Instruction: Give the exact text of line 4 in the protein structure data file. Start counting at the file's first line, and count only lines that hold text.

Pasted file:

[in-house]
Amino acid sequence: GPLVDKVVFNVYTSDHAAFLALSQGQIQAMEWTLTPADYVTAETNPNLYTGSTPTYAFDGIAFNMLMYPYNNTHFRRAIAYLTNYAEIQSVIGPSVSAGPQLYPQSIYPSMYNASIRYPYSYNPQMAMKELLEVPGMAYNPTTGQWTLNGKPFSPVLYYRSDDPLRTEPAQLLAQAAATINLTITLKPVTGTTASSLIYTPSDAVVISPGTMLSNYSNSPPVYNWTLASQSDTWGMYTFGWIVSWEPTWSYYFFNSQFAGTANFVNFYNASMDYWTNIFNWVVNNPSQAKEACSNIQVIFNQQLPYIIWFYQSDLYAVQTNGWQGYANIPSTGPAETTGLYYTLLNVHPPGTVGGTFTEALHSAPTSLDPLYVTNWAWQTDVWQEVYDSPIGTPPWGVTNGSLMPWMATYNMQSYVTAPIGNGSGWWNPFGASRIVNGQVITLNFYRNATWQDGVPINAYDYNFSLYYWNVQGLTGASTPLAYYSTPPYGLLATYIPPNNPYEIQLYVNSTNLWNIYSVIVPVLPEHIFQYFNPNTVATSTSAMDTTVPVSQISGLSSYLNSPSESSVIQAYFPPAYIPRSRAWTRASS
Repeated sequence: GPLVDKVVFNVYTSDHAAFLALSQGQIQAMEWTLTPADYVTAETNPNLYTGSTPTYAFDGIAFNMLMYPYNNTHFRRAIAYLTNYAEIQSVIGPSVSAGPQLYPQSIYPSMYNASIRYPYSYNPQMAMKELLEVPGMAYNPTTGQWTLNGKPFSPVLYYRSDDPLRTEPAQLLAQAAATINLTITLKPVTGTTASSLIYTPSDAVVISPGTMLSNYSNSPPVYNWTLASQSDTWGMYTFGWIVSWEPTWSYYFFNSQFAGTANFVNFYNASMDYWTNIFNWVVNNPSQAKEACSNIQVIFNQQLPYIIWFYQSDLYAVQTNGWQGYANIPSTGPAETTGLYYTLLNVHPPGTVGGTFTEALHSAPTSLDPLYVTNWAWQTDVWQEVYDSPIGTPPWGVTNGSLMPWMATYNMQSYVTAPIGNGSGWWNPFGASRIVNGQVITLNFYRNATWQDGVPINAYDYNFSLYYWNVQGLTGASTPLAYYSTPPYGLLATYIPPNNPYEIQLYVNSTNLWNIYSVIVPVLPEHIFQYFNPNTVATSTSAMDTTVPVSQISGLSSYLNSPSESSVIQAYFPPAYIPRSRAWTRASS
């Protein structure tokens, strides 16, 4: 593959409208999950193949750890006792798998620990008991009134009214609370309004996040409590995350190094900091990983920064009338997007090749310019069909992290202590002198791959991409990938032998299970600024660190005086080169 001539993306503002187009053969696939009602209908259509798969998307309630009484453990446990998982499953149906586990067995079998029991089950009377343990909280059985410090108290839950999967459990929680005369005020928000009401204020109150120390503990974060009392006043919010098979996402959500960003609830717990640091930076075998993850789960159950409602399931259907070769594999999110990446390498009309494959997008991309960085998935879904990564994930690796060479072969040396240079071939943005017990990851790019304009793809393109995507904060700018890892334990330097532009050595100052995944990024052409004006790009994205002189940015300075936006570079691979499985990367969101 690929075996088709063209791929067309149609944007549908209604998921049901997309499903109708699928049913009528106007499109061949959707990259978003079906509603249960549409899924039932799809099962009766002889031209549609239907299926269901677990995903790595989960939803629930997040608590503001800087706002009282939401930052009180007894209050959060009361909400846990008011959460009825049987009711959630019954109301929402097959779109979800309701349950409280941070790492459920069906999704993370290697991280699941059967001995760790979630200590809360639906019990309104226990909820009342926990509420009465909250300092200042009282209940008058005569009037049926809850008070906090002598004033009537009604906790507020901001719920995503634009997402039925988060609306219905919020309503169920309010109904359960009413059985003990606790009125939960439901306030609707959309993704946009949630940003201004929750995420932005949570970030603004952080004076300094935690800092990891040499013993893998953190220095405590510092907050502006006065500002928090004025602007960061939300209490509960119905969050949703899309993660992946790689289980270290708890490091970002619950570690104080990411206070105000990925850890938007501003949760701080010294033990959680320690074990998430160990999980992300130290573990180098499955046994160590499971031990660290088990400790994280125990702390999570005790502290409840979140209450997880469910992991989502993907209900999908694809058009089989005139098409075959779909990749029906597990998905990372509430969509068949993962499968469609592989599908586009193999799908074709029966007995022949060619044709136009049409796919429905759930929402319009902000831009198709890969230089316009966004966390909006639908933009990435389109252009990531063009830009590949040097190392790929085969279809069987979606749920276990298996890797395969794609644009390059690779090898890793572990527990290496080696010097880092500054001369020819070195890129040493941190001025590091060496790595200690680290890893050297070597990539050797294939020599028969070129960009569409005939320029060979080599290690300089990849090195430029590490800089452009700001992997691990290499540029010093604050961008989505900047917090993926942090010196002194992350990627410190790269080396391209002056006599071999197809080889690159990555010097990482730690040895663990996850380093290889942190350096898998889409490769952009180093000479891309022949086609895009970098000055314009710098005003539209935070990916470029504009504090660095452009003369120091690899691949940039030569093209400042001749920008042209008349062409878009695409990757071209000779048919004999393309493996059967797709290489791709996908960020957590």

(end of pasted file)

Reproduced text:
């Protein structure tokens, strides 16, 4: 593959409208999950193949750890006792798998620990008991009134009214609370309004996040409590995350190094900091990983920064009338997007090749310019069909992290202590002198791959991409990938032998299970600024660190005086080169 001539993306503002187009053969696939009602209908259509798969998307309630009484453990446990998982499953149906586990067995079998029991089950009377343990909280059985410090108290839950999967459990929680005369005020928000009401204020109150120390503990974060009392006043919010098979996402959500960003609830717990640091930076075998993850789960159950409602399931259907070769594999999110990446390498009309494959997008991309960085998935879904990564994930690796060479072969040396240079071939943005017990990851790019304009793809393109995507904060700018890892334990330097532009050595100052995944990024052409004006790009994205002189940015300075936006570079691979499985990367969101 690929075996088709063209791929067309149609944007549908209604998921049901997309499903109708699928049913009528106007499109061949959707990259978003079906509603249960549409899924039932799809099962009766002889031209549609239907299926269901677990995903790595989960939803629930997040608590503001800087706002009282939401930052009180007894209050959060009361909400846990008011959460009825049987009711959630019954109301929402097959779109979800309701349950409280941070790492459920069906999704993370290697991280699941059967001995760790979630200590809360639906019990309104226990909820009342926990509420009465909250300092200042009282209940008058005569009037049926809850008070906090002598004033009537009604906790507020901001719920995503634009997402039925988060609306219905919020309503169920309010109904359960009413059985003990606790009125939960439901306030609707959309993704946009949630940003201004929750995420932005949570970030603004952080004076300094935690800092990891040499013993893998953190220095405590510092907050502006006065500002928090004025602007960061939300209490509960119905969050949703899309993660992946790689289980270290708890490091970002619950570690104080990411206070105000990925850890938007501003949760701080010294033990959680320690074990998430160990999980992300130290573990180098499955046994160590499971031990660290088990400790994280125990702390999570005790502290409840979140209450997880469910992991989502993907209900999908694809058009089989005139098409075959779909990749029906597990998905990372509430969509068949993962499968469609592989599908586009193999799908074709029966007995022949060619044709136009049409796919429905759930929402319009902000831009198709890969230089316009966004966390909006639908933009990435389109252009990531063009830009590949040097190392790929085969279809069987979606749920276990298996890797395969794609644009390059690779090898890793572990527990290496080696010097880092500054001369020819070195890129040493941190001025590091060496790595200690680290890893050297070597990539050797294939020599028969070129960009569409005939320029060979080599290690300089990849090195430029590490800089452009700001992997691990290499540029010093604050961008989505900047917090993926942090010196002194992350990627410190790269080396391209002056006599071999197809080889690159990555010097990482730690040895663990996850380093290889942190350096898998889409490769952009180093000479891309022949086609895009970098000055314009710098005003539209935070990916470029504009504090660095452009003369120091690899691949940039030569093209400042001749920008042209008349062409878009695409990757071209000779048919004999393309493996059967797709290489791709996908960020957590």